Going back even more, the department faced a racism lawsuit in 2009. White officers were posting on the website Domelights.com. CNN reported at the time: “Domelights’ users ‘often joke about the racially offensive commentary on the site … or will mention them in front of black police officers,’ thus creating ‘a racially hostile work environment,’ according to lawyers for the all-black Guardian Civic League, the lead plaintiff in the suit.”
Ross called himself “flawed, like many other folks.” But it seems as though the entire department is flawed.
However, being “flawed” is not an acceptable explanation, and change requires more than choosing the correct words, according to the men who were arrested.
Rashon Nelson and Donte Robinson, the men in the viral Starbucks video, appeared on “Good Morning America” early on Thursday to discuss their experience, and they gave an interview to The Associated Press.
The men are 23-year-old entrepreneurs and have been best friends since grade school. According to Nelson, he initially brushed it off when a Starbucks employee asked if he needed help, to which he simply responded no and said he was waiting to begin a business meeting.
All of that changed when Nelson saw the police officers walk in. The men arrived at the caf at 4:35 and the 911 call was made at 4:37.
“That’s when we knew she called the police on us,” Nelson told the AP.
“We were there for a real reason, a real deal that we were working on,” Robinson said. “We put in a lot of time, energy, effort. … We were at a moment that could have a positive impact on a whole ladder of people, lives, families. So I was like, ‘No, you’re not stopping that right now.'”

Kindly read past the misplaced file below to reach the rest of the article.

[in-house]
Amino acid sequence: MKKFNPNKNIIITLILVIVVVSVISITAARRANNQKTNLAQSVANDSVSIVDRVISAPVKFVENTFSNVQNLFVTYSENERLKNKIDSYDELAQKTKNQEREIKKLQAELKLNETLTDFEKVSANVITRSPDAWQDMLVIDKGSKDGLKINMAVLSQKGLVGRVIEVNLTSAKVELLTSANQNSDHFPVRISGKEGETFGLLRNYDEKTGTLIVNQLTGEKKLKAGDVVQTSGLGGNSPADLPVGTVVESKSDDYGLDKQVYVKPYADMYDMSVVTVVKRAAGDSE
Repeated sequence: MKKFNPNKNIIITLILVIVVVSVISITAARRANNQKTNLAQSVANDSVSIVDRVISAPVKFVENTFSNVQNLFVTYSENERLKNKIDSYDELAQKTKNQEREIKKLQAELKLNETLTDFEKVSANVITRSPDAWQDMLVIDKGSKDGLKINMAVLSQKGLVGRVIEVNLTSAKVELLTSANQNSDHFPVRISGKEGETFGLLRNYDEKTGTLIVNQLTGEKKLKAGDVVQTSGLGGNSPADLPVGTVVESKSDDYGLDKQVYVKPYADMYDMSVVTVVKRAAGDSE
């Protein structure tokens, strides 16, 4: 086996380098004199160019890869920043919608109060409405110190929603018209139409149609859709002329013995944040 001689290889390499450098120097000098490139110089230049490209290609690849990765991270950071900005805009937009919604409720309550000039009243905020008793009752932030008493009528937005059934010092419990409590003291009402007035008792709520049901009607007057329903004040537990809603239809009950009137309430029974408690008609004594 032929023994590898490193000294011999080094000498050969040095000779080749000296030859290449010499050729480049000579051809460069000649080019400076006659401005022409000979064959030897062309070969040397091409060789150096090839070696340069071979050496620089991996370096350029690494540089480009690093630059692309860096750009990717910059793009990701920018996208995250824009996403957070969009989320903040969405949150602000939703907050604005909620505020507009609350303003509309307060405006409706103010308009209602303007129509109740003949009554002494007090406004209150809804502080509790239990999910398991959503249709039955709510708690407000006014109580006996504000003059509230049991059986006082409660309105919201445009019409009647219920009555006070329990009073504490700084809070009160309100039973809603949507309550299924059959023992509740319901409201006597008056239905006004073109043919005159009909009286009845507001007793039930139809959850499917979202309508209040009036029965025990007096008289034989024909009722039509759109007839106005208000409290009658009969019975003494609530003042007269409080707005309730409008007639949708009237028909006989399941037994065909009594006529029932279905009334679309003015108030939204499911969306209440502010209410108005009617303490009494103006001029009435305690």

“When you know that you did nothing wrong, how do you really react to it” Nelson said. “You can either be ignorant or you can show some type of sophistication and act like you have class. That was the choice we had.”
Robinson told “GMA” he wants this situation viewed as “a stepping stone to really stand up and show your greatness.”
“You are not judged by the color of your skin, as our ancestors were, or anyone else. This is something that has been going on for years, and everyone’s blind to it, but they know what’s going on, if you get what I mean.”
He also said it’s time to take “those actions and put them into place.”
“It’s not just a Black people thing. This is a people thing. Put action into place, and stop using your words.”
Speaking with the AP, he said that boycotts and frustration are not, in his opinion, the appropriate course of action for lasting change.
“We need a different type of action not words,” he said. “It’s a time to pay attention and understand what’s really going on. We do want a seat at the table.”
Nelson told The AP he feared for his life during the arrest.
That fear is not unjustified, as evidenced by the numerous examples of racial profiling by police officers as well as employees in establishments such as Starbucks and LA Fitness.
Earlier this week three employees at an LA Fitness in Secaucus, N.J., were terminated after they were accused of harassing two Black men who were simply trying to work out.
The Starbucks manager who made the 911 call has not been publicly identified. She reportedly no longer works there, through a “mutual” agreement, according to the company. It is not clear if she left that location specifically or the whole company.